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What to do if your child is diagnosed with autism

Date Published: April 4, 2021
What to do if your child is diagnosed with autism

Many parents are not sure what to do after their child receives a diagnosis of autism spectrum disorder. Parents might feel afraid, unsure, panicky, or even experience some denial. For some it feels like a shock. For others, they knew something was different and have been looking for answers. Read on for some next steps for what to do if your child is diagnosed with autism. 

Accept your child and their diagnosis

It’s common to feel guilt or blame yourself after your child receives an ASD diagnosis. Please remember it’s not your fault or your partner’s fault—there’s no single cause for autism. A diagnosis does not change your child or what they can do in life. It doesn’t change the child you fell in love with! Don’t compare your child to anyone else. There has been so much research over the past few decades, and researchers have developed effective programs to help kids with autism develop. Know that ASD is manageable, you have support, and you are not alone. Educate yourself about ASD so you can advocate for your child. Stay organized so that you can easily provide details when they’re asked for.

Levels on the spectrum

One thing that is helpful is to understand the severity of your child’s ASD. Every child is different. However, your child’s symptoms and abilities will typically land in one of three levels of severity to indicate where they are on the spectrum. 

  • Level 1 – Requires support. This is the least severe level and is considered “higher functioning,” with less cognitive and verbal impairments (previously Aspergers).
  • Level 2 – Requires substantial support. At this levels, cognitive, verbal and social impairments are still apparent even with support. 
  • Level 3 – Requires very substantial support. This is the most severe level and is considered “lower functioning,” with cognitive, verbal, and social impairments that result in an inability to live independently.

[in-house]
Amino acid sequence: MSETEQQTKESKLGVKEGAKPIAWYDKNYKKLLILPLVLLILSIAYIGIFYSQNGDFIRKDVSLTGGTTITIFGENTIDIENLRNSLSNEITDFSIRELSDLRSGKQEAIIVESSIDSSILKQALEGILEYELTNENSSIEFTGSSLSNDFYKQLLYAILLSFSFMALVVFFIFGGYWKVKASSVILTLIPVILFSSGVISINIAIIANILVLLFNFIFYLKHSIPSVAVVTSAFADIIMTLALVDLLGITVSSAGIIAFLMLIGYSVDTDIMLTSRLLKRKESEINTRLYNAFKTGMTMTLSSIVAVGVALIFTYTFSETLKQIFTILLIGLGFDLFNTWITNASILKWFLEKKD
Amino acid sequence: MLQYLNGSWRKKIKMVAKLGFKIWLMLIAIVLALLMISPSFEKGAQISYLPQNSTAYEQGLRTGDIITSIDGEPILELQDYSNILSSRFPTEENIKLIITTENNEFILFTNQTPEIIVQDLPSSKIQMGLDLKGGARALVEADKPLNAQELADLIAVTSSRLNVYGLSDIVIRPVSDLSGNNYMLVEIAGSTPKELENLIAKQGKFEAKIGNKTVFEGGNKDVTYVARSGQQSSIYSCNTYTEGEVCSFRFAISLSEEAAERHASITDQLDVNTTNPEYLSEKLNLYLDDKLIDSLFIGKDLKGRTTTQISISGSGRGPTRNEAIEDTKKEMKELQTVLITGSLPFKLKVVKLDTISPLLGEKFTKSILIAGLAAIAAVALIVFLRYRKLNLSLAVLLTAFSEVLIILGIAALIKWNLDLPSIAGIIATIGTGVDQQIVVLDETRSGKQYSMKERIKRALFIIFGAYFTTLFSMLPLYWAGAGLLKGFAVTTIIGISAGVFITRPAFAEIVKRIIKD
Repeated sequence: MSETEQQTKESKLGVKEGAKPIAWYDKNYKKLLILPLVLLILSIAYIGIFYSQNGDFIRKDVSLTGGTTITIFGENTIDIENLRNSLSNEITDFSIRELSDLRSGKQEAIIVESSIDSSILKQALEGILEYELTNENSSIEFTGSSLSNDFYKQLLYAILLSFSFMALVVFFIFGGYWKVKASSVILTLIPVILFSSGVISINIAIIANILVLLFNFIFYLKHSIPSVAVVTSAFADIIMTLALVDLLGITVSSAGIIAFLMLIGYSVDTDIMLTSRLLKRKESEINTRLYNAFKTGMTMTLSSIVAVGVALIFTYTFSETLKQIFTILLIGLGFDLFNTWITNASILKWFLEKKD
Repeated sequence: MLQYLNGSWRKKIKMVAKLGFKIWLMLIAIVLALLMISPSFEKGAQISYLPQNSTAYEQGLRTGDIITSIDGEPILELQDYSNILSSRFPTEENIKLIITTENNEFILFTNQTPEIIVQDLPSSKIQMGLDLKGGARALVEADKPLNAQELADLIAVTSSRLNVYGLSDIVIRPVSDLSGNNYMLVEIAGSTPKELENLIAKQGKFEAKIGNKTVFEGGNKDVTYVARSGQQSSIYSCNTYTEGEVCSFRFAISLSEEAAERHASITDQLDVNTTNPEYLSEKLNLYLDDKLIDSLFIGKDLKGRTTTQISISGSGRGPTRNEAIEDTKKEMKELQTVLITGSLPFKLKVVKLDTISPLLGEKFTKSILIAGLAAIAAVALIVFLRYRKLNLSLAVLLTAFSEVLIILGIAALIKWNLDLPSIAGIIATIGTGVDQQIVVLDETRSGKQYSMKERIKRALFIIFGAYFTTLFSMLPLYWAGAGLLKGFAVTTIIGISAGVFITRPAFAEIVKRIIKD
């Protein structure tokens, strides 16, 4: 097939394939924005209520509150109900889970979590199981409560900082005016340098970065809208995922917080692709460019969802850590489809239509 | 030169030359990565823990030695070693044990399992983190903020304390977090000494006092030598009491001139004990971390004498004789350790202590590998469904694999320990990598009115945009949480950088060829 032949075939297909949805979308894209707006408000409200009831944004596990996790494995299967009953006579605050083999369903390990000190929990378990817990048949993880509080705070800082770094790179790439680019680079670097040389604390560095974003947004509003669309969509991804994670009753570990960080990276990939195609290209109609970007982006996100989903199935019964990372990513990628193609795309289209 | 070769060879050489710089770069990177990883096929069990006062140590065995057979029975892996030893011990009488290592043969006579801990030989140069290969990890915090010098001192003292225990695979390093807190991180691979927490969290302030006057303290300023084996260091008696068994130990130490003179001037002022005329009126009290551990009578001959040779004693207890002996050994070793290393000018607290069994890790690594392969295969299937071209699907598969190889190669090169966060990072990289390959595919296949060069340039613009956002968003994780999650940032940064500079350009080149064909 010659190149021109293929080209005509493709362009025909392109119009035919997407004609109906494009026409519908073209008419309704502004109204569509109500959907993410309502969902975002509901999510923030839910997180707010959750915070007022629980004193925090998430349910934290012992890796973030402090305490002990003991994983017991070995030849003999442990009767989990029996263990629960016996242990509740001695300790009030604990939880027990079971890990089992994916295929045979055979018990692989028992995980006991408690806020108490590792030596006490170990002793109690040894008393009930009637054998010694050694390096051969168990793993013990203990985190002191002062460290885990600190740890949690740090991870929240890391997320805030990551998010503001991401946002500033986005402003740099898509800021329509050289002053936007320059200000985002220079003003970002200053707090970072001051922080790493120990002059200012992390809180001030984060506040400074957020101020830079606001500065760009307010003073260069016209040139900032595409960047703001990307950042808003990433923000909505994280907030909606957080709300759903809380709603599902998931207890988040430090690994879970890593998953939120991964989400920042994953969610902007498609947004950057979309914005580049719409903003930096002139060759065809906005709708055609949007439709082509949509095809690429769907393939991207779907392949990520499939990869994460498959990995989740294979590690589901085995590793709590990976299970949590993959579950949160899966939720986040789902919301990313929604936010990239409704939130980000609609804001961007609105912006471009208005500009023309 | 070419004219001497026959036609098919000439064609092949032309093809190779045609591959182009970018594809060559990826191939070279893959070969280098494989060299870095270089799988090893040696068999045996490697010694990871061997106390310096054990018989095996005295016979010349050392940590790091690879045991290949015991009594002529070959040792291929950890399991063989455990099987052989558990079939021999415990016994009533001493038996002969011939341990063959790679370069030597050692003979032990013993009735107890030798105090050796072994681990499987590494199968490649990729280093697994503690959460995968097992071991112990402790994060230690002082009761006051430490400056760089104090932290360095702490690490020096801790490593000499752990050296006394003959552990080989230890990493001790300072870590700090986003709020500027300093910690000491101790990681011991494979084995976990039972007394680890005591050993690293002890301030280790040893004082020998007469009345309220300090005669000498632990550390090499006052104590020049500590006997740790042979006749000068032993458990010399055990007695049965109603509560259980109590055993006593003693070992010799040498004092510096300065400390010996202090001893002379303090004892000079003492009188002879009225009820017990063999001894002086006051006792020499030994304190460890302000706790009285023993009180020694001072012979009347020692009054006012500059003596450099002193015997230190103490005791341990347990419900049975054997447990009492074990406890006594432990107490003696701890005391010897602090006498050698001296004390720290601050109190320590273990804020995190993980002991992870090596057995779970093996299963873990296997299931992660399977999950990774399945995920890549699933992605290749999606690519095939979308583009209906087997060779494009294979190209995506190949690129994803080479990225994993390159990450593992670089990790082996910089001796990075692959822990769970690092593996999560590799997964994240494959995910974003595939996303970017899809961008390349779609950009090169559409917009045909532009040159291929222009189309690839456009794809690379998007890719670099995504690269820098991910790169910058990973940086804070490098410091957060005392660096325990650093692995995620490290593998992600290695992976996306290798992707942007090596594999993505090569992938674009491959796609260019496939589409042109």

Learning to listen 

Become an expert on your child and their behaviors. Look for their nonverbal cues. What is upsetting or triggering your child? How do they respond to various therapies, sensory experiences, or schedule changes? What are their strengths and how can you celebrate them? What are their weaknesses and what therapies are available to target them?

Don’t stop hoping and dreaming for your child’s future. As your child gets older, you may see that some of the things you hoped for will not happen. Change your expectations then, but keep helping your child be the best they can be.

Structure

Children with ASD do best with consistency and a highly-structured routine. Be consistent with how you react to behaviors and when you practice what they’re learning in therapy. Develop a regular schedule for meals, bedtime, school, therapy, and so on. Try and stick to the schedule, and give your child lots of notice in advance if you need to change the routine.

Remember to reward and praise good behavior consistently and be specific about what behavior you are praising them for. You can use visual cues like stickers to reward them as well. And remember to play and have fun! There can be a lot of work to do in therapy, but your child still needs a childhood. Schedule some time together with them when they are in a positive and alert mood.

Sensory experiences

Kids with ASD can experience over-sensitivity to stimuli like light, sound, smell, taste, or textures. Some kids with ASD can experience under-sensitivity, and some experience some of both. Pay attention to which stimuli trigger disruptive behaviors and which trigger positive reactions.

Some children with ASD make repetitive movements like flapping their arms or rocking their bodies. This is usually due to heightened sensory needs and serve a purpose, and are similar to habits such as tapping your foot or chewing on a pencil. Since these behaviors can be disruptive, occupational therapy can help control the input a child is receiving and offer ways to calm themselves down in a socially appropriate manner.

Trying new things

There are so many options these days for autism treatment, from behavioral approaches to building social skills to dealing with sensory issues. Build on your child’s interests and what you see their needs are. You can use more than one type of therapy to address different needs and symptoms. 

If possible, early intervention can help children with ASD develop skills to use for the rest of their lives. Some of these therapies include speech therapy, occupational therapy, physical therapy, and social or behavioral therapy. 

Getting support

Taking time for self-care for yourself as a parent or caregiver is essential. No matter how expected a diagnosis may be, it’s still difficult and can result in grief, guilt, fear or anger. Utilize your support system and take time off—your child will benefit from a healthy, rested, and centered parent. Autism is also difficult for many families and couples—head to marriage, family, or individual counseling for the support you need. Joining a support group for parents of children with ASD can be incredibly helpful, especially after diagnosis.

If your child has recently been diagnosed with ASD, check out the many different tool kits available from Autism Speaks, including what to do for the first 100 days after your child is diagnosed with ASD (under age 4 and between ages 5-13).

Are you looking for more support for your child or yourself? Not sure what to do if your child is diagnosed with autism? Please reach out to us. Our team of therapists is here to provide support and guidance. We look forward to connecting with you.